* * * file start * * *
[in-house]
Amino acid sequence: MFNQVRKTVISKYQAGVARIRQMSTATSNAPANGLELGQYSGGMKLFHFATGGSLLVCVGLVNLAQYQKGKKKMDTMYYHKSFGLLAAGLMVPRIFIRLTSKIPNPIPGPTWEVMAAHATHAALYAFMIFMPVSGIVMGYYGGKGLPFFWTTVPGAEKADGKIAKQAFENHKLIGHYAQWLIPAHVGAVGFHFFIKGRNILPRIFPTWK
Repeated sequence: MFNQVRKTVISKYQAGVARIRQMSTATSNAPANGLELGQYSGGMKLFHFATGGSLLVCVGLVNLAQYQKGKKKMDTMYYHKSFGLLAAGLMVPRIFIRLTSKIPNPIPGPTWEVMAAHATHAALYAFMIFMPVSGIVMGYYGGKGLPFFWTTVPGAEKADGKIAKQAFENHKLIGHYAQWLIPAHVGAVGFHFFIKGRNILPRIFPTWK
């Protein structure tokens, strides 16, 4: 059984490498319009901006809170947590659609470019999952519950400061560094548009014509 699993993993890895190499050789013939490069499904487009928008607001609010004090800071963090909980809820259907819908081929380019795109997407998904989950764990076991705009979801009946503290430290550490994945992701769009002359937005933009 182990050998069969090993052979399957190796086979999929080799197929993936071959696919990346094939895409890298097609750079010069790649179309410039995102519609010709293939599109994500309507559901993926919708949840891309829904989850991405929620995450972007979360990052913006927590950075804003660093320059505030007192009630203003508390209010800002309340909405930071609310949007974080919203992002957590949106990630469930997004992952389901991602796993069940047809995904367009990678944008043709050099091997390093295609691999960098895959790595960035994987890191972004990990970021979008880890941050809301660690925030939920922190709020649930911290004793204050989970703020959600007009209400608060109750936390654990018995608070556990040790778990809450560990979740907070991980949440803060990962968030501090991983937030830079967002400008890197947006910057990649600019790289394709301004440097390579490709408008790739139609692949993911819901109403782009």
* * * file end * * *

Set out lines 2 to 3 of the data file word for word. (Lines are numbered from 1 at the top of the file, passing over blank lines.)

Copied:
Amino acid sequence: MFNQVRKTVISKYQAGVARIRQMSTATSNAPANGLELGQYSGGMKLFHFATGGSLLVCVGLVNLAQYQKGKKKMDTMYYHKSFGLLAAGLMVPRIFIRLTSKIPNPIPGPTWEVMAAHATHAALYAFMIFMPVSGIVMGYYGGKGLPFFWTTVPGAEKADGKIAKQAFENHKLIGHYAQWLIPAHVGAVGFHFFIKGRNILPRIFPTWK
Repeated sequence: MFNQVRKTVISKYQAGVARIRQMSTATSNAPANGLELGQYSGGMKLFHFATGGSLLVCVGLVNLAQYQKGKKKMDTMYYHKSFGLLAAGLMVPRIFIRLTSKIPNPIPGPTWEVMAAHATHAALYAFMIFMPVSGIVMGYYGGKGLPFFWTTVPGAEKADGKIAKQAFENHKLIGHYAQWLIPAHVGAVGFHFFIKGRNILPRIFPTWK